Guess Who? 17 States Use Taxpayer Money for Abortion
While many in the media and Planned Parenthood and repeatedly insist that Americans taxpayers don’t pay for abortion, they’re keeping quite about state funding for abortion.
“17 states have a policy that directs Medicaid to pay for all or most medically necessary abortions,” GI said in a document updated earlier this month. Four of the 17 states “provide such funds voluntarily,” the report’s highlights added, and thirteen states “do so pursuant to a court order.”
What is a “medically necessary abortion”? To the abortion industry, that’s code for elective abortion.
In 2015, Dr. Michael J. New, an associate scholar with the Charlotte Lozier Institute, the research arm of the Susan B. Anthony List, warned of the dangers of Medicaid expansion for that very reason:
The concern pro-lifers have with Medicaid expansion is that 17 states use tax dollars to fund elective abortion through Medicaid. There is plenty of research which shows that subsidizing abortion through Medicaid increases abortion rates. Expanding the number of women of childbearing age eligible for Medicaid would doubtlessly increase abortion numbers even more.
These are the 17 states that fund abortion through Medicaid:
- Alaska (court order)
- Arizona (court order)
- California (court order)
- Connecticut (court order)
- Hawaii (voluntarily)
- Illinois (court order)
- Maryland (voluntarily)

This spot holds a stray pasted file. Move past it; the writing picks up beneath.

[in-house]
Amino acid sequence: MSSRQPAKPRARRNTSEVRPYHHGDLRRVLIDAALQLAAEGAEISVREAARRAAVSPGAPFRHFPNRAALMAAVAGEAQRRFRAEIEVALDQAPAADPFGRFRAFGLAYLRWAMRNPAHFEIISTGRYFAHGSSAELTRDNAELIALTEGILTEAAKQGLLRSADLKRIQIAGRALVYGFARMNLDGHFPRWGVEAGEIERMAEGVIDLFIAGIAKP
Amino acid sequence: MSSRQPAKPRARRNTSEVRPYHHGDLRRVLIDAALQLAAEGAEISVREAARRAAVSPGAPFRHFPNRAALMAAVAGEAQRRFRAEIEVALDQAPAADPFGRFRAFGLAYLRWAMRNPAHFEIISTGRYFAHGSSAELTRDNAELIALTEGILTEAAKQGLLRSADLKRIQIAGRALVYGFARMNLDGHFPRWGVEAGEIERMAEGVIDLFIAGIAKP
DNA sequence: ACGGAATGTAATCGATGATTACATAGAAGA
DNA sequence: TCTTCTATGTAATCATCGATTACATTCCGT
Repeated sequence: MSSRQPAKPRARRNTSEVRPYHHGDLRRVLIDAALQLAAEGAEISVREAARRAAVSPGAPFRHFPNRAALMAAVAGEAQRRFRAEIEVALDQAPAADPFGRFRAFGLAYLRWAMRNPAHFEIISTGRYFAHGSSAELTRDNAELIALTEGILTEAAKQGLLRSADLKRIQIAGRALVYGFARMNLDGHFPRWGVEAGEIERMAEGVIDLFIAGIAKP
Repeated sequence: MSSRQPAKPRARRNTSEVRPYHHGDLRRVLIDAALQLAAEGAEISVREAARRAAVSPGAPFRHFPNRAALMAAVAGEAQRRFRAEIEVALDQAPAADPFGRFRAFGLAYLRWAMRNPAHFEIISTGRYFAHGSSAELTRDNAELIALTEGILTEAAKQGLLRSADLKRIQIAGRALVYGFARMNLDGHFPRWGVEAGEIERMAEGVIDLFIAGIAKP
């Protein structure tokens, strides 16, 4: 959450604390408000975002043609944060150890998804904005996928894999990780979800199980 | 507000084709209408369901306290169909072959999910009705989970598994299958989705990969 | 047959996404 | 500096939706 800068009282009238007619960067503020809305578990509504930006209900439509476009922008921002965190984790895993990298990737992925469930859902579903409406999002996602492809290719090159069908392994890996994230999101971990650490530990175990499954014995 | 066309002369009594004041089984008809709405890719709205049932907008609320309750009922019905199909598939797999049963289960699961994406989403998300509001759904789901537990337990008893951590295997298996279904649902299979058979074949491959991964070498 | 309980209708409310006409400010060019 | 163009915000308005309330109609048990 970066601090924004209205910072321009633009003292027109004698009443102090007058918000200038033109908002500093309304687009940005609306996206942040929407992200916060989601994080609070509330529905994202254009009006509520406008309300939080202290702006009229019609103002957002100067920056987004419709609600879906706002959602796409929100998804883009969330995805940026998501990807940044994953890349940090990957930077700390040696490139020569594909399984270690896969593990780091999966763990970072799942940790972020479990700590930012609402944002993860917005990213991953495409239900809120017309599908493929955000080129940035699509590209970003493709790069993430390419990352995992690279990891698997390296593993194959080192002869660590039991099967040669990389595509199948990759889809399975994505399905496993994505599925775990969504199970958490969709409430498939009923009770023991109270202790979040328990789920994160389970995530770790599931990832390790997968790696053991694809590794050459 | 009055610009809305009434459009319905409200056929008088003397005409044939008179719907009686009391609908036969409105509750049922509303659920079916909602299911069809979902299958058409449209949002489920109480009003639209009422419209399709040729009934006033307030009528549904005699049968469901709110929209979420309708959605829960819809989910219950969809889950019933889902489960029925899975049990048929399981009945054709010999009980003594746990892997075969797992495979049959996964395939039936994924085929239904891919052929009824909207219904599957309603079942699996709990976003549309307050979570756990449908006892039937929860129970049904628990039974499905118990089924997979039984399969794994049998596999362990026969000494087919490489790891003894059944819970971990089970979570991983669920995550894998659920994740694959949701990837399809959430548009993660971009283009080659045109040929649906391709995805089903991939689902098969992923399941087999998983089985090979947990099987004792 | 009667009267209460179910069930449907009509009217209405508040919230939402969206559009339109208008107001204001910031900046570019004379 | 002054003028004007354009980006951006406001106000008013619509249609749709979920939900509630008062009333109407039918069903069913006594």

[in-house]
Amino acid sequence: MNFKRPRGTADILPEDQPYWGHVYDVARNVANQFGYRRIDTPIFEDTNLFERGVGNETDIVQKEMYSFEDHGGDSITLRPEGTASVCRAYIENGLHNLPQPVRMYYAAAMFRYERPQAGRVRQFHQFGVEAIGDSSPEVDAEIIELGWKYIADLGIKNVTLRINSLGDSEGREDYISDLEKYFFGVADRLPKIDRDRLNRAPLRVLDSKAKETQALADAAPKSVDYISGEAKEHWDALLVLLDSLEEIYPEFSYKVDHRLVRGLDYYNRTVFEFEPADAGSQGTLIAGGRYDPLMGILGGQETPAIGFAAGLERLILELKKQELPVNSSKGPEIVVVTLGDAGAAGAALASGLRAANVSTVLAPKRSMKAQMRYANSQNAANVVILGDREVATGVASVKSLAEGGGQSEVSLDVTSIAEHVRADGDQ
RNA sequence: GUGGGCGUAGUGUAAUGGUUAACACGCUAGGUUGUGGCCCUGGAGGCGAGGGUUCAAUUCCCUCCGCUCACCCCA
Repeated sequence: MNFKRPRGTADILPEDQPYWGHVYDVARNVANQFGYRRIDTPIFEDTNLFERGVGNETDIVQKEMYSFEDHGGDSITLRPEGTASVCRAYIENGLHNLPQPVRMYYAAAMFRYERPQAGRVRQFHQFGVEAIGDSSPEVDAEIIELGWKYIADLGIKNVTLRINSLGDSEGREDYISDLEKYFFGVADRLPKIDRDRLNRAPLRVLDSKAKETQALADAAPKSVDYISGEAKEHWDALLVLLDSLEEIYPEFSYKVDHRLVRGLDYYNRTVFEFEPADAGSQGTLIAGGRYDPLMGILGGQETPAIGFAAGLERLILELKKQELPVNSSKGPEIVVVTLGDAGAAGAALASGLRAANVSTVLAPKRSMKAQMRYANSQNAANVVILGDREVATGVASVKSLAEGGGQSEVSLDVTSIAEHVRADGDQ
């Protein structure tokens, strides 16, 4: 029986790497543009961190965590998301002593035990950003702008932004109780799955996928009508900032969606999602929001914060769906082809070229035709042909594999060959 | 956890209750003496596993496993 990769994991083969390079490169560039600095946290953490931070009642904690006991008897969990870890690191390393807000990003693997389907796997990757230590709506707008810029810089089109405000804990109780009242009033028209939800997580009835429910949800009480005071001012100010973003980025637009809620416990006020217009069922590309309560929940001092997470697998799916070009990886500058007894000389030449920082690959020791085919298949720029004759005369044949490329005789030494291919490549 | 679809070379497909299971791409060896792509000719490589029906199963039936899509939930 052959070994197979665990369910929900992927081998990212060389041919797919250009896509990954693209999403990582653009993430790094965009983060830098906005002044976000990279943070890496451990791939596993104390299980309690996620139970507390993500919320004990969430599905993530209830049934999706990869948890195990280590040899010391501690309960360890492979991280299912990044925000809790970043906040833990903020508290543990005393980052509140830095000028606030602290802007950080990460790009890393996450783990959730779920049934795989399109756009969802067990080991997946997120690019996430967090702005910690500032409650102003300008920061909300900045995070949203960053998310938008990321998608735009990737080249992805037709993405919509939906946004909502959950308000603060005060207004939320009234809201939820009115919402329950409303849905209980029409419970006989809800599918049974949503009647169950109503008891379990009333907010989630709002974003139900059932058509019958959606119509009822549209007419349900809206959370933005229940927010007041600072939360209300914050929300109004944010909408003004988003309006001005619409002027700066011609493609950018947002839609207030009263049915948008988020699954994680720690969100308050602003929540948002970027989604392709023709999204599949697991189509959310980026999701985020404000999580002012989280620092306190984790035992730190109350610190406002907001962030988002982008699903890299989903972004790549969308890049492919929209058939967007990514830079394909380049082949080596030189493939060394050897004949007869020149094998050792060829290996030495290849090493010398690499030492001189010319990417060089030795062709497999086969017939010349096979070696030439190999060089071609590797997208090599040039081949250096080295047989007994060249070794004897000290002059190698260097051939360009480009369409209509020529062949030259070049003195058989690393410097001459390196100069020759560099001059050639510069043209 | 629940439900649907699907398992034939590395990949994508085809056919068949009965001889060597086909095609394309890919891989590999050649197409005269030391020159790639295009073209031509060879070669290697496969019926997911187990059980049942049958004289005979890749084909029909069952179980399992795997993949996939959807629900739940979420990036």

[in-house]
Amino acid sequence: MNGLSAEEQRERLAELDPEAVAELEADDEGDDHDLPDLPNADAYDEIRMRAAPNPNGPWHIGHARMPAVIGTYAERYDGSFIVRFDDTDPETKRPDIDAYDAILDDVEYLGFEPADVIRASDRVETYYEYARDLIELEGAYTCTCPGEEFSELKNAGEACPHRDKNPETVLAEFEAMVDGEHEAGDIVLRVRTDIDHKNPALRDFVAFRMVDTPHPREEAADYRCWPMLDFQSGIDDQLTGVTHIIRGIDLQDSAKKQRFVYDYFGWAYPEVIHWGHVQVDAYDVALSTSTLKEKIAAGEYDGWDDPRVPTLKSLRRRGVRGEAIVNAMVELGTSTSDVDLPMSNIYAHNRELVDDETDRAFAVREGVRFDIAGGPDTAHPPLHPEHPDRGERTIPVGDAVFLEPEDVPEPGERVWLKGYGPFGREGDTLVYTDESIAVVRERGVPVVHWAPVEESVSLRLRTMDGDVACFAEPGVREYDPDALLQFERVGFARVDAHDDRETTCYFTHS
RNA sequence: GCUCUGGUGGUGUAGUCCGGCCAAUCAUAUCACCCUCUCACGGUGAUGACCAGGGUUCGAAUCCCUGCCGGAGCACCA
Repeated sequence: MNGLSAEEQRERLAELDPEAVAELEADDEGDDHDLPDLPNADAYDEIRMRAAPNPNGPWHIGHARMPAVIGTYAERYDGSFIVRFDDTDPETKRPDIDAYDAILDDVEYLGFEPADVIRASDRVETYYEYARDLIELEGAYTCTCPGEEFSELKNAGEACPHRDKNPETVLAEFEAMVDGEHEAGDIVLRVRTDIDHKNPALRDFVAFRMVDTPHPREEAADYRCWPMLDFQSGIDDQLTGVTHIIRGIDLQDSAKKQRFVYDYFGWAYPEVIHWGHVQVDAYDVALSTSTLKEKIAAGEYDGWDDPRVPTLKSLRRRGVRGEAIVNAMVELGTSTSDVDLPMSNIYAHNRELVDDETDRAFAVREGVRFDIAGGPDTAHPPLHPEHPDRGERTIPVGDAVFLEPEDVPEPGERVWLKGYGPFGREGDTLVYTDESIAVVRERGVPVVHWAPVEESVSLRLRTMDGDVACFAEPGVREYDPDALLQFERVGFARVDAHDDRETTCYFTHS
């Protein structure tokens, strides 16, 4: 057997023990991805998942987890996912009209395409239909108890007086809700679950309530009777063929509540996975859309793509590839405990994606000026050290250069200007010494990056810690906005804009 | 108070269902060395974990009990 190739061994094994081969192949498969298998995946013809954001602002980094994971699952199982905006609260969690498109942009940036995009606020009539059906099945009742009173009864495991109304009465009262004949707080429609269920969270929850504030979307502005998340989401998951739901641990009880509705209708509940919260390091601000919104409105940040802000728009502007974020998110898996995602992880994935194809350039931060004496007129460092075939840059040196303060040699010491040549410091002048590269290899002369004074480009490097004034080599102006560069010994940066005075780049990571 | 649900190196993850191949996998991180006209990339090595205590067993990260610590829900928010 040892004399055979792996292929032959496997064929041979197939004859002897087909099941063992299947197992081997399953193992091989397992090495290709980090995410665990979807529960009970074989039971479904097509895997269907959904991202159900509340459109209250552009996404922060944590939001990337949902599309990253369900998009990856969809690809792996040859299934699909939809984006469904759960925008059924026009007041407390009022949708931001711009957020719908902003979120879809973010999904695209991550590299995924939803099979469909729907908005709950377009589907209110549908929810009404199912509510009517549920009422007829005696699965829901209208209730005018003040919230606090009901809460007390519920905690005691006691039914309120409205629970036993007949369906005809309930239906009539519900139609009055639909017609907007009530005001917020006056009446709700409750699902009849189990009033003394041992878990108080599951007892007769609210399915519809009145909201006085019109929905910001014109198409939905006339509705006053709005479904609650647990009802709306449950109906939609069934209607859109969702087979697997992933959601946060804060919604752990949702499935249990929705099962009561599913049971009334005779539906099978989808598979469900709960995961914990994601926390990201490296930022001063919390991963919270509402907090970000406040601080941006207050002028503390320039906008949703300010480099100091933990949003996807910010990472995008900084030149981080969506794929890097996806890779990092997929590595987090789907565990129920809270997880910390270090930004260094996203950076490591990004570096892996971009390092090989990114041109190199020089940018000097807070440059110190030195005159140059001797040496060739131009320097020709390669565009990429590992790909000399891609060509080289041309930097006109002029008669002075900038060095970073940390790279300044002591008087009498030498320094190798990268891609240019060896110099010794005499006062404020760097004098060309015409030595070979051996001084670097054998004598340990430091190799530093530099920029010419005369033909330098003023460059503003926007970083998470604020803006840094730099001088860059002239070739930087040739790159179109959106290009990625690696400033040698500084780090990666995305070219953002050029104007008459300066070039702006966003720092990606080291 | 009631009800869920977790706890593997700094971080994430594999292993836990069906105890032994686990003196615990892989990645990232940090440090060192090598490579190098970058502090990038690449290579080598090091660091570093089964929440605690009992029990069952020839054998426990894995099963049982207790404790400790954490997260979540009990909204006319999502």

- Massachusetts (court order)
- Minnesota (court order)
- Montana (court order)
- New Jersey (court order)
- New Mexico (court order)
- New York (voluntarily)
- Oregon (court order)
- Vermont (court order)
- Washington (voluntarily)
- West Virginia (court order)
American state tax dollars do make a difference. According to a Sept. 2016 report, California’s Medicaid program (Medi-Cal) spent more than $27 million on more than 83,000 induced abortions in 2014.
According to California’s Department of Health Care Services, Medi-Cal provides abortions “regardless of the gestational age of the fetus” and, furthermore, “medical justification and authorization” are “not required.”
In other words, while legislation prevents federal Medicaid money from directly funding abortion, it doesn’t prohibit state Medicaid money from going to abortion.
That’s because the Hyde Amendment, a legislative provision approved annually by Congress, bars only federal funding from abortion (except in cases of rape, incest or to save the life of the mother). Although, even then, pro-life leaders and politicians argue money is fungible – or that Planned Parenthood could offset costs with federal funds to free up other resources for abortion.
According to GI, the rest of the 32 states and Washington, D.C. follow the federal standard and provide abortions under the Hyde Amendment exceptions. Three of those 32 states (Iowa, Mississippi and Virginia) “provide state funds for abortions in cases of fetal impairment.” Another three (Indiana, Utah and Wisconsin) offer funding for abortions they deem “necessary to prevent grave, long-lasting damage to the woman’s physical health.”
One final state performs abortions only when the woman’s life is endangered. GI complained that South Dakota is “in apparent violation of the federal standard.”
Regardless of the information out there, too often the media, Hollywood and Planned Parenthood claim not only that no federal taxpayer funding aids abortion, but also that no taxpayer money at all funds it.